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Ok, so you’re just about to close on your home purchase or sale, what do you do for the utilities? Does it just magically get setup for you? Maybe, or maybe not ;^)
Property tax bills should be moved to the new owner, generally done by the city or your lawyer on closing.
Here’s additional information:
City of Ottawa (water/sewer/taxes):
Call 3-1-1 or 613.580.2400
Enbridge (Natural Gas)
Customer Connections Contact Centre at 1-888-427-8888.
Online form to be completed at least 10 business days prior to the move:
Rogers Moves Concierge:
Or call: 1.866.841.3705
It’s also a great idea to go through all your personal bills, banking, insurance and contacts to make sure everyone is updated properly. You might also consider paying Canada Post to forward your mail, here’s the link:
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The presentation and photographs are what bring in potential buyers of your home. Professional staging and photography could make such a huge difference in the final terms of the sale (higher sale price, faster sale, shorter conditions, etc.) that there is NO EXCUSE to not work with professionals.
Call or contact Dan to discuss further.
Rob and Dan Discuss Ottawa Real Estate, Cars, The Glebe, Centretown, Old Ottawa South, Old Ottawa East, Mechanicsville, Westboro, Hintonburg, real estate Statistics, the Rideau Canal and NCC, Suggestions for First Time Home Buyers and a whole bunch of other great real estate info.
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According to the Government of Canada just released several tools and resources to help with the First-Time Home Buyer Incentive program.
1/ the product highlight sheet (PDF)
2/ the online calculator on the government website
3/ all about the program on the government website
4/ all about the process on an awkward government website, that may or may not work for you
Possibly, the most important question is how the “loan” is paid back. According to a quick review of provided info, you can pay back the full loan if you want at any time. If you sell the home you need to pay back as a percentage of the sale price.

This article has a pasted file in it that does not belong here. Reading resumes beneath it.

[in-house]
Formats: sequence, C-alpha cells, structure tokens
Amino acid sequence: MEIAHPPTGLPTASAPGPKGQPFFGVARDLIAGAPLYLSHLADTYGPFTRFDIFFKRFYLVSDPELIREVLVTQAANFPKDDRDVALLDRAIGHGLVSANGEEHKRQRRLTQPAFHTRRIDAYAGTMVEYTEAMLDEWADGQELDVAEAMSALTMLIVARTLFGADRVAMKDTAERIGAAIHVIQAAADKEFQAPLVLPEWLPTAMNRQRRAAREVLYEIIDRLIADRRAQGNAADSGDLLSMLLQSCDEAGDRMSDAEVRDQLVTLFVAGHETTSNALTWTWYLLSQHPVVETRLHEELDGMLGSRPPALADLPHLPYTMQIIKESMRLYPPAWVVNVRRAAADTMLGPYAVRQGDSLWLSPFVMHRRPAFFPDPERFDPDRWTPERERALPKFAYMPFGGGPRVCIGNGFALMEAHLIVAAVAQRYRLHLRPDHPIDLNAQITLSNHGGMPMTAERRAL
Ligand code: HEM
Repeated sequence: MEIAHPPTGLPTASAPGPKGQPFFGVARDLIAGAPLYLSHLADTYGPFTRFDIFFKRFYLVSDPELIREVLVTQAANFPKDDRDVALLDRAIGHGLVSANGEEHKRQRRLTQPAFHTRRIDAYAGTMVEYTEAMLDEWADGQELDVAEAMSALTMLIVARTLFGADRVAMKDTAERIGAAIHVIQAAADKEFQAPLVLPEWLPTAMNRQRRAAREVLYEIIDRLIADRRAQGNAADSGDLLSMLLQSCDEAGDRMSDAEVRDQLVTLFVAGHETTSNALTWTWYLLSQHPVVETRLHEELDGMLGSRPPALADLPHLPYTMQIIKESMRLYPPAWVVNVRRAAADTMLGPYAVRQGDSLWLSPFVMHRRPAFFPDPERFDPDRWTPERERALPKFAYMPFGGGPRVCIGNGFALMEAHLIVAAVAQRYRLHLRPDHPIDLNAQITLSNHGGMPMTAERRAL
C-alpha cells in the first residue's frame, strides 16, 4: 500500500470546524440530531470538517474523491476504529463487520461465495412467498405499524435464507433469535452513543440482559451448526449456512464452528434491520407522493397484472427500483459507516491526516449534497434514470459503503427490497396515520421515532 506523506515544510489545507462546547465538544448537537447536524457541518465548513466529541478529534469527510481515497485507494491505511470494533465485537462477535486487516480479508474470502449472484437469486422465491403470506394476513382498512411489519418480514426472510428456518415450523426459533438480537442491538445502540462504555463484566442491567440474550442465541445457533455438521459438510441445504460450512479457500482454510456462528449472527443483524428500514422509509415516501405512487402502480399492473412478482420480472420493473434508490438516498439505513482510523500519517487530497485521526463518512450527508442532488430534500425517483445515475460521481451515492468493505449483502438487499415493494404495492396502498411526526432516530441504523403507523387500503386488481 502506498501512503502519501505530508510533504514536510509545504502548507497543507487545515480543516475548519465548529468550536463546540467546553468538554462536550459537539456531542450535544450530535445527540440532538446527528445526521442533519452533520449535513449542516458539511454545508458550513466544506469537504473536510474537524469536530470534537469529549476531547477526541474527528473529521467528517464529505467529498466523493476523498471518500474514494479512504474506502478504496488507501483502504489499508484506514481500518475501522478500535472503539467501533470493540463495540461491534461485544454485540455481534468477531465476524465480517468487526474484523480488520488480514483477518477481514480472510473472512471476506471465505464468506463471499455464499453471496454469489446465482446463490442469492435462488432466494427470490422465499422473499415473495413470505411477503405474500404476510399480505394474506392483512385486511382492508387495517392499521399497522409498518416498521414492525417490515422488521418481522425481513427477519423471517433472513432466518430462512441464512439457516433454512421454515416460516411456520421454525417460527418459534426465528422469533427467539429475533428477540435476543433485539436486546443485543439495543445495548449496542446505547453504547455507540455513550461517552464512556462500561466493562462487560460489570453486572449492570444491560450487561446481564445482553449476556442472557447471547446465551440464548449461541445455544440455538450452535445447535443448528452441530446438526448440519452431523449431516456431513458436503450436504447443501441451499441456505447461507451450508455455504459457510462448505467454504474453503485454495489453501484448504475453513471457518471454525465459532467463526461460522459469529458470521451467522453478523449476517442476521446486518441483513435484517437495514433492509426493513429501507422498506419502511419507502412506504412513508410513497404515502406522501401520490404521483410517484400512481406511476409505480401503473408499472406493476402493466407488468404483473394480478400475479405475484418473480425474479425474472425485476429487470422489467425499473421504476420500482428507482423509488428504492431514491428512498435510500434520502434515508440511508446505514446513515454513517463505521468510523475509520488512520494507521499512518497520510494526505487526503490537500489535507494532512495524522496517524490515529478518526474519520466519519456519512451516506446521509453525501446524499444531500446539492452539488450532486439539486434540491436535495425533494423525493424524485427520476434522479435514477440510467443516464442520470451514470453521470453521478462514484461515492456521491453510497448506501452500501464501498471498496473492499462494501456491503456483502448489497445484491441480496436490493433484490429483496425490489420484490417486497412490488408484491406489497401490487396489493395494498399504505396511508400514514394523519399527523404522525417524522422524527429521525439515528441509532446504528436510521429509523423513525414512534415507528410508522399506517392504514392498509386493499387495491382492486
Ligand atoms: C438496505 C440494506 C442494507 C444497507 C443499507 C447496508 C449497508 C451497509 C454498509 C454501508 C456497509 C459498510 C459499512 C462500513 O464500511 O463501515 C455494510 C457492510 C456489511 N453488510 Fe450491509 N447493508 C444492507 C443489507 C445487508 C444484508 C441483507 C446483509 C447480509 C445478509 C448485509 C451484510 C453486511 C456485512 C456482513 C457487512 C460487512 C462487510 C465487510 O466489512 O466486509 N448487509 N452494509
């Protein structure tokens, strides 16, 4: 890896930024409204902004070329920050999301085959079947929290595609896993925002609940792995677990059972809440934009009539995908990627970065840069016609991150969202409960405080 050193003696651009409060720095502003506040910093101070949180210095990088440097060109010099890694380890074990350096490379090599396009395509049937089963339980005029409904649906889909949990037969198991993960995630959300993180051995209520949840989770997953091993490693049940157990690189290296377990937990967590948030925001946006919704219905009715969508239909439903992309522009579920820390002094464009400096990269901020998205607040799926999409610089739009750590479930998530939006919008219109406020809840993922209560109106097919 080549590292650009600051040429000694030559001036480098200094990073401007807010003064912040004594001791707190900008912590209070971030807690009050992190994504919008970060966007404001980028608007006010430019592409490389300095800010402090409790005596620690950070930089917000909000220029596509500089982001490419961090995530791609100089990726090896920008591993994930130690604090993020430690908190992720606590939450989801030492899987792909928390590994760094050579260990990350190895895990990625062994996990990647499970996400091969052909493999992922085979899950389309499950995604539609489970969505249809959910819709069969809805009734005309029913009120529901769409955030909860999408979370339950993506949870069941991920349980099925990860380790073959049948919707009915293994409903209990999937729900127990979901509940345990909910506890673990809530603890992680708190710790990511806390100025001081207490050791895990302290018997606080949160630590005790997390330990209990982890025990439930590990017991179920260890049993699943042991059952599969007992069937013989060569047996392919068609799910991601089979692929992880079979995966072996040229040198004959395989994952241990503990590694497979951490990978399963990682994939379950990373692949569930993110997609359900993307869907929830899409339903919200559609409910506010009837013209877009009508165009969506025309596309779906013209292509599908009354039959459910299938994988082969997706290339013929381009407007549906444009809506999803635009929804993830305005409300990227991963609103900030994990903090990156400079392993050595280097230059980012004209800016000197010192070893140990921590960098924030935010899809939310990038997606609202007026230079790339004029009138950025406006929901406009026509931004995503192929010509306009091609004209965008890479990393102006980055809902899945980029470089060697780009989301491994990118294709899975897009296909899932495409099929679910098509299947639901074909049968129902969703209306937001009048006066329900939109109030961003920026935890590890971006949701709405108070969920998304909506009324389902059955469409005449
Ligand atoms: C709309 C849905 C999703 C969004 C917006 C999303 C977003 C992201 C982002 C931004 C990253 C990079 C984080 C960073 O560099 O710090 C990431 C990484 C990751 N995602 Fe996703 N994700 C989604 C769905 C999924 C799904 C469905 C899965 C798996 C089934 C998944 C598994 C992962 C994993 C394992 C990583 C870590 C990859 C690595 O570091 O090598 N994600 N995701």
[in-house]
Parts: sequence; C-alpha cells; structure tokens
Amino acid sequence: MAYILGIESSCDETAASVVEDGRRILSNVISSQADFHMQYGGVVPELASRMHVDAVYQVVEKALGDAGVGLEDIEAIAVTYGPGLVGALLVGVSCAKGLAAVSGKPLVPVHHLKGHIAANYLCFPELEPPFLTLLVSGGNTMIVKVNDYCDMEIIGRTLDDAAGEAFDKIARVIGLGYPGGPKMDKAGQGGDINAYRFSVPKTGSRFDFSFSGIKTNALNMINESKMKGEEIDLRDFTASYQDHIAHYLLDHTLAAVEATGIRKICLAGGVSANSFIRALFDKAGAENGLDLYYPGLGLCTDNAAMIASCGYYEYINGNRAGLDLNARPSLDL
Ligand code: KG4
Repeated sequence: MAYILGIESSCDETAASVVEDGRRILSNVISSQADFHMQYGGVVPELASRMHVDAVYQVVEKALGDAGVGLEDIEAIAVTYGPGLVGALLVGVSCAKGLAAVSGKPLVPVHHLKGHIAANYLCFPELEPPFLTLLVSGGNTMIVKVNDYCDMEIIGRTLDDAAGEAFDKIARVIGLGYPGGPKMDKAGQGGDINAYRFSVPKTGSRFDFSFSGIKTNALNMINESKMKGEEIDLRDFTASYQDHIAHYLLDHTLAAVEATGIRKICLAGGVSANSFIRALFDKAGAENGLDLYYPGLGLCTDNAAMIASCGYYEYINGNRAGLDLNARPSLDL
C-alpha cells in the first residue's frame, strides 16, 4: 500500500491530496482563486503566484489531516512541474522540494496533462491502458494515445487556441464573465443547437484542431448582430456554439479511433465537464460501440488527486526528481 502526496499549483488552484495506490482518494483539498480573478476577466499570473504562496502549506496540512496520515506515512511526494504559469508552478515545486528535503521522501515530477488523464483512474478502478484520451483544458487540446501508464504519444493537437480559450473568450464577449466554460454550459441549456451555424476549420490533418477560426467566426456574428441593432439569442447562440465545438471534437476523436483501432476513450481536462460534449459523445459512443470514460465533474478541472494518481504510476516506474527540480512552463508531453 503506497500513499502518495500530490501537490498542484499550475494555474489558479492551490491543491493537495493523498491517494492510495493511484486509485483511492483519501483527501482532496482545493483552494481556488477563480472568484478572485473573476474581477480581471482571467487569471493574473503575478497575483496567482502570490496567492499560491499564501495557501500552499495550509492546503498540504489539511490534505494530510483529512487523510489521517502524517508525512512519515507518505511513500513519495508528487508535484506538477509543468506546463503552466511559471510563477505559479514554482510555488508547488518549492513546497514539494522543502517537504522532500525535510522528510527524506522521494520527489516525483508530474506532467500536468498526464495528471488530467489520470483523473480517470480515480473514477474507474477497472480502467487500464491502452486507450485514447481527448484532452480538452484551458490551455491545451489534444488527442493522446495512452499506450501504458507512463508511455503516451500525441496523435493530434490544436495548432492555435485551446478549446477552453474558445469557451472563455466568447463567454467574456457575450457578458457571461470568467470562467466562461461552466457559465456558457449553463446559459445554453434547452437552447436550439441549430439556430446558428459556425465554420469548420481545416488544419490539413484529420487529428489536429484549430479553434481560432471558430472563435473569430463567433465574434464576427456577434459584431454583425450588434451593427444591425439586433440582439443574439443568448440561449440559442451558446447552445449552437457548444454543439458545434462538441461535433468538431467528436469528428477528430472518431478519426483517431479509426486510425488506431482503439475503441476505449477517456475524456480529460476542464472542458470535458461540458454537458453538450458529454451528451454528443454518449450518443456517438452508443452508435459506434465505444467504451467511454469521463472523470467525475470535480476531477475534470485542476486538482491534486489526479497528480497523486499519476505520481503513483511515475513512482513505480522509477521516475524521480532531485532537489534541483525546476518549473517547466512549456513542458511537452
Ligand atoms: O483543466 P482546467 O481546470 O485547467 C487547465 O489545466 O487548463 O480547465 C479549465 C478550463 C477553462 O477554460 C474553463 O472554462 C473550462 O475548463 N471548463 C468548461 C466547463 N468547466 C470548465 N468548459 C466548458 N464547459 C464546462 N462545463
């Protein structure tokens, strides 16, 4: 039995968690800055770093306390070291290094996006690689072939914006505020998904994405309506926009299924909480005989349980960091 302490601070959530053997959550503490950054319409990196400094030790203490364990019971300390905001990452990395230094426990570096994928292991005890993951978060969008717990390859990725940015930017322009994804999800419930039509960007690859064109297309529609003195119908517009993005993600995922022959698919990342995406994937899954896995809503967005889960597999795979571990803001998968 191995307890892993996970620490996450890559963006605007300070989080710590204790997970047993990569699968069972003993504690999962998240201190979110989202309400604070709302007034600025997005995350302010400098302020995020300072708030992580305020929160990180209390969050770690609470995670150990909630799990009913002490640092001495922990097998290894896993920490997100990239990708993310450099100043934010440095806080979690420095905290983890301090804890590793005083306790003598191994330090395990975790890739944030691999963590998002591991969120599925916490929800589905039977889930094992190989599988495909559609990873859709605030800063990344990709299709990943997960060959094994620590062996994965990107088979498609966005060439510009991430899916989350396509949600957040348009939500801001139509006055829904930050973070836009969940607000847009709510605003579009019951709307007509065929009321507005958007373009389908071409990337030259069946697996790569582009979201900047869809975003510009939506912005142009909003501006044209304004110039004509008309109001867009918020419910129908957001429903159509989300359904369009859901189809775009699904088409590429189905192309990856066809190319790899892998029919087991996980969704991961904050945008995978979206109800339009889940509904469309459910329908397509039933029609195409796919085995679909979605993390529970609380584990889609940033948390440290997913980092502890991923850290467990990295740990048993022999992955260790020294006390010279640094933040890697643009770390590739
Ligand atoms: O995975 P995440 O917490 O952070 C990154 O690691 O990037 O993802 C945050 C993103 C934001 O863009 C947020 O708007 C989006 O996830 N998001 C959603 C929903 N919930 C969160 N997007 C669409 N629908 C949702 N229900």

For example, you “borrowed” 10% of value of a new home. When you sell you must pay the government of Canada 10% of the sale price, whether value went up or down.
For resale (not new) homes the max is 5% of value.
Why not borrow the full amount you can, and then if value goes up a lot, pay off the full loan just prior to selling? Not yet clear how this would be handled.
I expect there will be MANY more questions about the process and requirements. It really doesn’t seem like the government thought this program through…but it does line up nicely for a fall election.
There is no doubt that first time buyers are finding it MUCH harder to buy a home in the Ottawa market. Hopefully this program will help in a meaningful way.
The 2 most accurate ways to get information about a real estate listing are to:
2) Go directly to the listing agent/brokerage’s website, if you know it.
Google’s search algorithms are always changing and you never know what you will see when you search in Google. It’s confusing.
Stay tuned for my upcoming email explaining how real estate listings are distributed on the internet.
As most people know, FIRST Time home buyers, as well as a few others, are able to lend themselves up to $25,000 from their RSP’s to help with the downpayment on a home. Recently there was a helpful online article introducing
The Ottawa Real Estate Board (OREB) just released their statistics and comments on the market for January 2019.
Despite the record snowfall and cold weather the number of sales were the highest for the month of January is several decades.
Quick overview of what’s happened in Ottawa’s condo (re)sale market over the last several years and what may happen going forward in 2019.
The Ottawa Real Estate market was somewhat crazy at times in 2018. There were many sales that went considerably over asking. Will 2019 be the same? Have we reached the pinnacle of pricing? This video has my commentary for Ottawa Real Estate in 2018 and going forward in 2019:
2018 was a bit a crazy year in the Ottawa Real Estate market. What I tell my clients is that I have never seen anything like it in the last 16 years as a realtor and as a home buyer prior to that.
Ottawa Real Estate Market Stats July 2016 – Members of the Ottawa Real Estate Board sold 1,530 residential properties in July through the Board’s Multiple Listing Service® System, compared with 1,490 in July 2016, an increase of 2.7 per cent. The five-year average for July sales is 1,446.
Members of the Ottawa Real Estate Board sold 2,162 residential properties in June through the Board’s Multiple Listing Service® System, compared with 1,985 in June 2016, an increase of 8.9 per cent. The five-year average for June sales is 1,818.
OTTAWA, June 2, 2017 – Members of the Ottawa Real Estate Board sold 2,300 residential properties in May through the Board’s Multiple Listing Service® System, compared with 1,919 in May 2016, an increase of 19.9 per cent. The five-year average for May sales is 1,946.